In experimental setup 200 only one Raman pump and one signal are considered. However, embodiments of the invention utilize linear relationships (similar to the two linear relations as shown in FIGS. 3 and 4) for a forward-pumped RFA with multiple signals and multiple Raman pumps as long as the Raman interactions between pump and pump, between pump and signal, and between signal and signal are not too strong (the underlying reason is due to the same nature of the three Raman interactions).

In the following discussion, one assumes that there are M Raman pumps and N signal channels. In an embodiment of the invention, the N signals are partitioned into K wavelength regions. In an embodiment of the invention, one selects one of two approximate linear functions describing the relationship between the required individual pump power adjustments (relative to a reference point, e.g., half-load with uniform channel pattern) and the input signal power variations in the K wavelength regions. The two approximate linear functions (relationships) are then given by:

Δ P L ( j ) k = 1 K T LL ( j , k ) Δ S L ( k ) ( EQ . 1 ) Δ P d ( j ) k = 1 K T d L ( j , k ) Δ S L ( k ) ( EQ . 2 )
where ΔPL(j), ΔPd(j) denote the required power adjustment of the jth pump in linear scale and in decibel scale, respectively, and ΔSL(k) denote the input signal power variation in linear scale in the kth wavelength region. For a specific target Raman gain profile, the linear coefficient TLL(j,k) and TdL(j,k) uniquely depend on the passive optical link parameters such as fiber length, fiber loss and Raman gain coefficient, and therefore can be predetermined either by direct measurement or by numerical simulation using the measured basic optical link parameters.

Numerical results suggest that EQ. 1 and EQ. 2 both hold if the target Raman gain is relatively small. With the increase of the target Raman gain it appears that EQ. 2 is preferable to describe the relationship between the required pump power adjustments and the input signal power variations, which agrees with experiments (as supported by experimental setup 200) in the case with only one pump and one signal.

FIG. 5 shows a dynamic gain control circuit 500 for a forward-pumped Raman fiber amplifier in accordance with an embodiment of the invention. Dynamic gain control circuit 500 utilizes linear functions EQ. 1 or EQ. 2 as a deterministic control algorithm for a forward-pumped Raman fiber amplifier (RFA). Dynamic gain control circuit 500 comprises coupler 503, which couples input signals 501 to fiber delay line 505. A small part of the input signal power is coupled out (to monitor the input signal power variations) before it enters into the transmission fiber 507, which is partitioned into K wavelength regions by a 1×K band wavelength-division multiplexer (B-WDM) 504. (Alternatively, the embodiment may use a 1×K power splitter followed by K parallel bandpass filters.) The optical powers in the K wavelength regions (detected by K parallel photodetectors (PDs) 509-511) are used as the input parameters to control unit 513, which generates the required output pump powers 515-517 of the M Raman pumps 519 deterministically through a simple linear function calculations (either EQ. 1 or EQ. 2). Because the control algorithm (EQ. 1 or EQ. 2) is direct using an opened feedback loop configuration, the embodiment allows the pump power adjustments to be completed in only one step within a very short period of time (<<1 μs even for a common DSP). M Raman pumps 519 inject power into transmission fiber 507 through WDM 521.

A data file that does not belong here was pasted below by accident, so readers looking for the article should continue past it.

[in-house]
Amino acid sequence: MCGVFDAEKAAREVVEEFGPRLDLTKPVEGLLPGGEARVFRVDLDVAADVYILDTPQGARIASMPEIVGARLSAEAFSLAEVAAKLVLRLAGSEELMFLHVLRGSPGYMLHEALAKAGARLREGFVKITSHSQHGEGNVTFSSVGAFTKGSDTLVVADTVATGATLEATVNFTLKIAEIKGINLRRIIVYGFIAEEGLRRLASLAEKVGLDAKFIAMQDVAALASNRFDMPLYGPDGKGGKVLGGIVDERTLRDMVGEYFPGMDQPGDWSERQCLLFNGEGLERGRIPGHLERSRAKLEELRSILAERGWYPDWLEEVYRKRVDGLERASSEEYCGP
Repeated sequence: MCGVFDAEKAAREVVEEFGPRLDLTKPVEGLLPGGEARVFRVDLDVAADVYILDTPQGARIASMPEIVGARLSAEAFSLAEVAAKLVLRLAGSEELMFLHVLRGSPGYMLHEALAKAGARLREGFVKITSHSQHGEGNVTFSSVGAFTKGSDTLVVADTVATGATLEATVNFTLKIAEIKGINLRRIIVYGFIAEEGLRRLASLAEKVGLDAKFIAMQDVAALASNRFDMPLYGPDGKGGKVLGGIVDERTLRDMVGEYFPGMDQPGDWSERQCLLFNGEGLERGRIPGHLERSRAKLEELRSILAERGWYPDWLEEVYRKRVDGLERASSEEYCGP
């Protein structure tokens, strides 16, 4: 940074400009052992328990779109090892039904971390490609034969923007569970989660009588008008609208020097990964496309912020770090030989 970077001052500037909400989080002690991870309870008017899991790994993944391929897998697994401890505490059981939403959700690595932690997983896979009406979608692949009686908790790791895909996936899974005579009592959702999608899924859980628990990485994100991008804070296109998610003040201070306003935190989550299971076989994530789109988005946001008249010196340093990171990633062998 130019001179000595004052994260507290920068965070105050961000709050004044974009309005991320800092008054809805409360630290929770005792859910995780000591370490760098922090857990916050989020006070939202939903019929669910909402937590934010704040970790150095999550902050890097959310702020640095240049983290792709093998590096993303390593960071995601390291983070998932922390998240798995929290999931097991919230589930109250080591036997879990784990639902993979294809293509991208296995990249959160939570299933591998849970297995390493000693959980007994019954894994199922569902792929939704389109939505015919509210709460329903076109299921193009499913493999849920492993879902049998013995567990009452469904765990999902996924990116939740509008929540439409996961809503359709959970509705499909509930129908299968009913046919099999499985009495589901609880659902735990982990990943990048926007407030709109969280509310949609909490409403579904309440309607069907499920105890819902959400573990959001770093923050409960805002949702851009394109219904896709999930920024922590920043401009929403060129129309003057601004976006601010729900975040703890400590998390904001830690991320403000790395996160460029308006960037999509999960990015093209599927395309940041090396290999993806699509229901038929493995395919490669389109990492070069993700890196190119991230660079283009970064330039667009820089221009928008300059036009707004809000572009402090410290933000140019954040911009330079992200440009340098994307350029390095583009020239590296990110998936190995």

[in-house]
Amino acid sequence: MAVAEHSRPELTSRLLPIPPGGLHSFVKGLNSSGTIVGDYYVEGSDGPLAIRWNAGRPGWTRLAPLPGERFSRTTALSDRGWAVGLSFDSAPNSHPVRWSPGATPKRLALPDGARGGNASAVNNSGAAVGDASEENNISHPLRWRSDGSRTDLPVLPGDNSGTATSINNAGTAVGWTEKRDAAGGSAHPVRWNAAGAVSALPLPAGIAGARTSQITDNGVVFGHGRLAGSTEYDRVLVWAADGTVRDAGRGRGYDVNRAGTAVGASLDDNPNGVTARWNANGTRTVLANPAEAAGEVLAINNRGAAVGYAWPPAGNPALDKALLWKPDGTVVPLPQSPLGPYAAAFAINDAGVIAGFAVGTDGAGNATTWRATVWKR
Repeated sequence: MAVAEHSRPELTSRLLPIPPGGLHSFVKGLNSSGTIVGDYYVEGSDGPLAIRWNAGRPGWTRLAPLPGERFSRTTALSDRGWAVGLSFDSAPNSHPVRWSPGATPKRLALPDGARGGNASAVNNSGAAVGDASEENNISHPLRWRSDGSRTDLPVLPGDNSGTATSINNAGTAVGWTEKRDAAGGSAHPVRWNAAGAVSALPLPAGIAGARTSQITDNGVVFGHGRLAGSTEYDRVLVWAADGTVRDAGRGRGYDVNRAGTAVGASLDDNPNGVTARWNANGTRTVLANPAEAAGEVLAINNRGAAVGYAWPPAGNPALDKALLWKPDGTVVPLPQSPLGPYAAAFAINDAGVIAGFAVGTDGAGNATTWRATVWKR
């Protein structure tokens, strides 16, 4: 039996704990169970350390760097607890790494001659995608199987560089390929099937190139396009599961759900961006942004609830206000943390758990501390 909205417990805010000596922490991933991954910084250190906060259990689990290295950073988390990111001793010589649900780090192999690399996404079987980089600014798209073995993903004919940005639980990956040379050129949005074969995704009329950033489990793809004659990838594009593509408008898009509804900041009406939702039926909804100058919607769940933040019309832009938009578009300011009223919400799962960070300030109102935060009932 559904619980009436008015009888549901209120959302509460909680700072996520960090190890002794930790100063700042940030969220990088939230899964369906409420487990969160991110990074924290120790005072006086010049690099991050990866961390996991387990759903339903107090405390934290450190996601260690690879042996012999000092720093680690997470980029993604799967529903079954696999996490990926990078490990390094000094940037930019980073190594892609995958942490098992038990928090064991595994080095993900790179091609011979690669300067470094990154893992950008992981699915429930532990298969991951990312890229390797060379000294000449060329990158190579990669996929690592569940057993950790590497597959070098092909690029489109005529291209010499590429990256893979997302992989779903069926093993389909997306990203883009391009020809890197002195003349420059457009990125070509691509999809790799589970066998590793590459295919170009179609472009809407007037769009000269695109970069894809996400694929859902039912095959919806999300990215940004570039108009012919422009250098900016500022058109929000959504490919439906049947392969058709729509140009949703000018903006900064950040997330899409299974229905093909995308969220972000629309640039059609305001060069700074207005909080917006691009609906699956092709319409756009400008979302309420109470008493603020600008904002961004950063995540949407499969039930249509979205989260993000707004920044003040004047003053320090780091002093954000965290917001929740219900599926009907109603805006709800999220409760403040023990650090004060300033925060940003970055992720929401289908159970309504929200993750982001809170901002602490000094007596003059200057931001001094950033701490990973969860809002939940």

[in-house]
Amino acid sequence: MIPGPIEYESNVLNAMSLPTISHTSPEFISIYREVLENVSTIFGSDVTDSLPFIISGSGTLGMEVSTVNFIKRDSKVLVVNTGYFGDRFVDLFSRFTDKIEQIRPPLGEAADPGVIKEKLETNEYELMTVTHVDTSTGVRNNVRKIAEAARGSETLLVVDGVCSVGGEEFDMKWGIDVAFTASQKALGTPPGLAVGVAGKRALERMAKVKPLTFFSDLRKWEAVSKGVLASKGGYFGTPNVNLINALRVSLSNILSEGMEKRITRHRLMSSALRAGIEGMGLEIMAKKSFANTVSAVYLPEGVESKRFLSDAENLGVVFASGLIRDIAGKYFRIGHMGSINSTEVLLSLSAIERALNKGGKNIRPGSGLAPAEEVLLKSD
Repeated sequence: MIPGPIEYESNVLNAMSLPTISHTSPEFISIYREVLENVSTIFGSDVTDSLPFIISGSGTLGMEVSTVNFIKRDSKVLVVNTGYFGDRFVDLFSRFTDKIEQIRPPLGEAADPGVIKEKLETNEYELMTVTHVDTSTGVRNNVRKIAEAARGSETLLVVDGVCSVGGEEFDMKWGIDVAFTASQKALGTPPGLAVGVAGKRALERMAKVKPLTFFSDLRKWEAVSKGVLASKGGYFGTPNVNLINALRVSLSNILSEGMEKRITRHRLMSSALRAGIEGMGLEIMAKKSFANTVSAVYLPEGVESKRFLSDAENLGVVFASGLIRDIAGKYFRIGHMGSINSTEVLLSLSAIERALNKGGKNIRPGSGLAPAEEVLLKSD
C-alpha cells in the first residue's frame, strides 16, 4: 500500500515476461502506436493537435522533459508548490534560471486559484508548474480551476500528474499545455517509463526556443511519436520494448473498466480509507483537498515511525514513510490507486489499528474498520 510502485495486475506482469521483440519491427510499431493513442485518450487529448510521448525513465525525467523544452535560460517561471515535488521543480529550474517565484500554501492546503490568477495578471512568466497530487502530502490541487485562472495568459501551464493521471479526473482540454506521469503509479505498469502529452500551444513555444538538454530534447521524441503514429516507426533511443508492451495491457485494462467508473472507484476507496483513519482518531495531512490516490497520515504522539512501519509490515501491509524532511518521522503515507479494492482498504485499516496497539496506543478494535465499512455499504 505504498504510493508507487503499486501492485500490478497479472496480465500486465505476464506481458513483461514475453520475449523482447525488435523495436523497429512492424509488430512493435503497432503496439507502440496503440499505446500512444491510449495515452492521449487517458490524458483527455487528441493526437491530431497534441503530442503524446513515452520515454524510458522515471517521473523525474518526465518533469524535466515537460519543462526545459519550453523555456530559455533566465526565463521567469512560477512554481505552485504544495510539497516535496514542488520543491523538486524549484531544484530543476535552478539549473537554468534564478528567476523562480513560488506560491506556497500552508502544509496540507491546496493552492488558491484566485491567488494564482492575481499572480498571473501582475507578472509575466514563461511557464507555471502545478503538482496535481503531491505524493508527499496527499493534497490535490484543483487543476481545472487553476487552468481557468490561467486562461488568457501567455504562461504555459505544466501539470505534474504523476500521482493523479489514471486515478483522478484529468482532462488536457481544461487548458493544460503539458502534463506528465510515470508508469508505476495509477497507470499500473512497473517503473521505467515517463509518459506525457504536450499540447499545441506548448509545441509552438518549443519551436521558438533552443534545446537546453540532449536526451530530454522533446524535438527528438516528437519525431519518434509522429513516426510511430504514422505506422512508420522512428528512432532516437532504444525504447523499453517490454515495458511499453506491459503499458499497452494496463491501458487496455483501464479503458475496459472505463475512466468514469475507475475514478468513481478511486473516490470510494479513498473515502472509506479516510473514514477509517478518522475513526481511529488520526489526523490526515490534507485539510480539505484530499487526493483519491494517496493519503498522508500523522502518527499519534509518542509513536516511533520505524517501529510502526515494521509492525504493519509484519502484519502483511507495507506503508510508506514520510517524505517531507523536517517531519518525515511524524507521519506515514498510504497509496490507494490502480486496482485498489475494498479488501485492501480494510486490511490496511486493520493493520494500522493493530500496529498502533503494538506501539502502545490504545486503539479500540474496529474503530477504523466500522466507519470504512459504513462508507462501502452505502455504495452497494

While dynamic gain control circuit 500 shows only one amplifier stage, embodiments of the invention may support a plurality of amplifier stages, each amplifier stage being geographically located along a fiber optic transmission facility and designed in accordance with EQ. 1 or EQ. 2. Each amplifier stage may include forward-pumped RFAs, backward-pumped RFAs, or a combination of forward-pumped RFAs and backward-pumped RFAs.

By introducing a short delay between the transmission branch and the control branch with fiber delay line 505, the embodiment also allows the powers of the pump to be adjusted synchronously with the input signal power. The introduced delay by fiber delay line 505 is approximately equal to the time delay introduced by de-multiplexer 504, photodiodes 509-511, control unit 513, and pumps 519. As a result, the control technique of the embodiment is typically faster (sub-μs) than control techniques supported in the prior art (sub-ms).

Linear coefficient TdL(j,k), which is contained in EQ. 2, may be determined by the following procedure for a 80-channel WDM system. We assume that K=2 and we use half load with uniform channel patterns (1, 3, . . . 79) as the reference point. First, only input signals at channels 41, 43 to 79 are configured and the corresponding required pump power adjustment ΔPd(j) is found. TdL(j,1) is then given by ΔPd(j)/ΔSL(1) due to the observation that ΔSL(2)=0. Second, only input signals at channel 1, 3 and 39 are configured and corresponding required pump power adjustment ΔPd(j) is found TdL(j, 2) is then given by ΔPd(j)/ΔSL(2) due to the observation that ΔSL(1)=0. The same process is also applicable for the case with K>2 or K=1. From FIGS. 7-14 one observes that the embodiment, as shown in FIG. 5, has the capability to suppress the Raman gain deviation of the surviving channel to be below 0.2 dB for a wide range of input signal spectral patterns. Without using gain control, however, the Raman gain deviation of the surviving channel can be as high as 2 dB with only one surviving channel and as high as −1.6 dB with full 80 channels.